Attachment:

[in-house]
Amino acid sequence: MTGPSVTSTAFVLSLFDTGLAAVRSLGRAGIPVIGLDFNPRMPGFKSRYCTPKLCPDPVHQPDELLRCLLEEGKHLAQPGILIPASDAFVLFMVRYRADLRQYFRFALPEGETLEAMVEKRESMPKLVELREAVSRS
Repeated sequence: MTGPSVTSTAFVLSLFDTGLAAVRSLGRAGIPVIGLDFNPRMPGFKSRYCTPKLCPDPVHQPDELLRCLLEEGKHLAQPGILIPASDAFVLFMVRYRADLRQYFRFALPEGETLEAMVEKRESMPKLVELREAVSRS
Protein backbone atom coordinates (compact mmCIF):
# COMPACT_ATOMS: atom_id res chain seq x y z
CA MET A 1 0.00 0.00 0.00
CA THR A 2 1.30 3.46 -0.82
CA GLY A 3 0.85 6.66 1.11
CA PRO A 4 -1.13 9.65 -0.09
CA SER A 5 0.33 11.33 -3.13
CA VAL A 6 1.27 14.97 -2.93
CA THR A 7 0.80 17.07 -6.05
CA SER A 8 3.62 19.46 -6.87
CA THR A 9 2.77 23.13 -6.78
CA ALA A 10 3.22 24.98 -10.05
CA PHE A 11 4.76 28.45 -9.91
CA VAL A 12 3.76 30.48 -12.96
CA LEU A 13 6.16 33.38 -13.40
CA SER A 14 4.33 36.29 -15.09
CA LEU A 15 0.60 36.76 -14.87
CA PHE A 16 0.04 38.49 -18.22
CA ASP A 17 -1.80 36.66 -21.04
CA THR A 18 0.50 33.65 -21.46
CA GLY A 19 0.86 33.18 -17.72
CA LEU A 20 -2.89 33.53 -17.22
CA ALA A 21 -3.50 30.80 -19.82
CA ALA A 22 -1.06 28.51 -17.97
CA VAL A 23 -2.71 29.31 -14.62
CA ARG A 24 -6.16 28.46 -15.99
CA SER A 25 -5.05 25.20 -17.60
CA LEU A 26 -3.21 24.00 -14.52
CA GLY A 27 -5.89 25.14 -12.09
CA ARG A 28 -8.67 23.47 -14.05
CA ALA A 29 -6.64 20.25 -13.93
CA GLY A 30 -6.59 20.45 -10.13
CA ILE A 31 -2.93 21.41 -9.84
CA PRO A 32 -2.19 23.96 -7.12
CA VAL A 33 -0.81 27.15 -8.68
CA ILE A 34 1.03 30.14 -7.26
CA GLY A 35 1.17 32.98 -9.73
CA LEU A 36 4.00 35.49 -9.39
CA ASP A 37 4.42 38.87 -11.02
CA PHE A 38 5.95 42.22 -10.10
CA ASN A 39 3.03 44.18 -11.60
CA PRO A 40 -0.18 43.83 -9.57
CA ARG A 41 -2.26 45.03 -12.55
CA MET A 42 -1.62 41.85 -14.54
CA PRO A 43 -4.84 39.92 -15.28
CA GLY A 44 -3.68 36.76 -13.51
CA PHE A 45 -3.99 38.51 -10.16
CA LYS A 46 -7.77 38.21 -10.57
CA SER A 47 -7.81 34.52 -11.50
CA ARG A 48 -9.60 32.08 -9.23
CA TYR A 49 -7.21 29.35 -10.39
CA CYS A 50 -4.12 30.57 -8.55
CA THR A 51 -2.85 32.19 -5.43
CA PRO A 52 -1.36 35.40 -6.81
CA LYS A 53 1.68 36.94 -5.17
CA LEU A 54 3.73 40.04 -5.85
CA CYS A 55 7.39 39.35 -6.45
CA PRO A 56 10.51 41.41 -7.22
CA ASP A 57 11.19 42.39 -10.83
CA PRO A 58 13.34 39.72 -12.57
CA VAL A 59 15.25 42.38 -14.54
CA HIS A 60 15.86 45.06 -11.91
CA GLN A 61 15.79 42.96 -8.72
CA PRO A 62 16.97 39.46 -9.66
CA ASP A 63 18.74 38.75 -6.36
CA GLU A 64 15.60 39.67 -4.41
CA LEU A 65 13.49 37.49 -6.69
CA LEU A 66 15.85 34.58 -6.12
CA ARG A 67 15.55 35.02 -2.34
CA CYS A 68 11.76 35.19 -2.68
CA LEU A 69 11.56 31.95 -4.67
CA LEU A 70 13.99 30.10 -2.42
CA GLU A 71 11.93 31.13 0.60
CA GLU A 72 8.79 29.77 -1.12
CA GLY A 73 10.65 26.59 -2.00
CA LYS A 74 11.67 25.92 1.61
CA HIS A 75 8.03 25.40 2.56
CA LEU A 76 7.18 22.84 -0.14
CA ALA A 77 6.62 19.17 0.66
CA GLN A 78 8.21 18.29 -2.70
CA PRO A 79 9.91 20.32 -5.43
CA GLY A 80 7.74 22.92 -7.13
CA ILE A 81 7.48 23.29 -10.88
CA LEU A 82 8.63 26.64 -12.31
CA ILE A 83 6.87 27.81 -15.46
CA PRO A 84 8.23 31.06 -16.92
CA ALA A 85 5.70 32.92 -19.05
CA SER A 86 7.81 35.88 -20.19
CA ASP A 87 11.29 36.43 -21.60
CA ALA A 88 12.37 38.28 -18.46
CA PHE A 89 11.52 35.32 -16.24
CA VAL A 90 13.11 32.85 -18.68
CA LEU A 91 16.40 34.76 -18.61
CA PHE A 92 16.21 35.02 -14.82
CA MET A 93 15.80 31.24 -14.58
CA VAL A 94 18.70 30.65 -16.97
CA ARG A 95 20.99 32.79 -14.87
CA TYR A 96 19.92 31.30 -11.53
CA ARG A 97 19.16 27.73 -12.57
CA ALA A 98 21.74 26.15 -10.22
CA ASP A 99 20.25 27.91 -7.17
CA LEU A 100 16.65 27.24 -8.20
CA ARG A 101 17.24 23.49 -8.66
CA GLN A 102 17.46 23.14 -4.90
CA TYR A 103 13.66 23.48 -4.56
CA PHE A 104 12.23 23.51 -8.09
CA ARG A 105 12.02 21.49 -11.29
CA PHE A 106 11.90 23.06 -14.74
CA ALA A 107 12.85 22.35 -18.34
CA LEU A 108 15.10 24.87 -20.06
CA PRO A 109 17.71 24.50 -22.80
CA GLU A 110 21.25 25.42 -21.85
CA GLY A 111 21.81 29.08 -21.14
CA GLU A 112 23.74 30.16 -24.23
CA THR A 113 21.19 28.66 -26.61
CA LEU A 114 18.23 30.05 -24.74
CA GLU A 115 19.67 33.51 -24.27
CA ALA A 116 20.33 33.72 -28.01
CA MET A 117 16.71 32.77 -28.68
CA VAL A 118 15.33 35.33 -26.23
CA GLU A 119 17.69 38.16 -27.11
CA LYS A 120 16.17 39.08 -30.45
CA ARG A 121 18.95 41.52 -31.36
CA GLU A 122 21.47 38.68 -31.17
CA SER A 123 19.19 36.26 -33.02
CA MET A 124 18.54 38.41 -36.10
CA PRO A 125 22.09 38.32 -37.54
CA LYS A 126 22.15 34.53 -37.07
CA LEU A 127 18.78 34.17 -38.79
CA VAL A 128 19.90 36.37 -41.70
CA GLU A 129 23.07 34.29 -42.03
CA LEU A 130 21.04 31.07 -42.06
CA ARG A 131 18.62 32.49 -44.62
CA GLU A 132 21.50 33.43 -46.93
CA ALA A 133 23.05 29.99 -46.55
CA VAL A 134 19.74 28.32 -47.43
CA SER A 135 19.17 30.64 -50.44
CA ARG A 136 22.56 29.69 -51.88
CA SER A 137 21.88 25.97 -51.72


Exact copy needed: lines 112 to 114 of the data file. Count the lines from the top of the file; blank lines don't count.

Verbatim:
CA ALA A 107 12.85 22.35 -18.34
CA LEU A 108 15.10 24.87 -20.06
CA PRO A 109 17.71 24.50 -22.80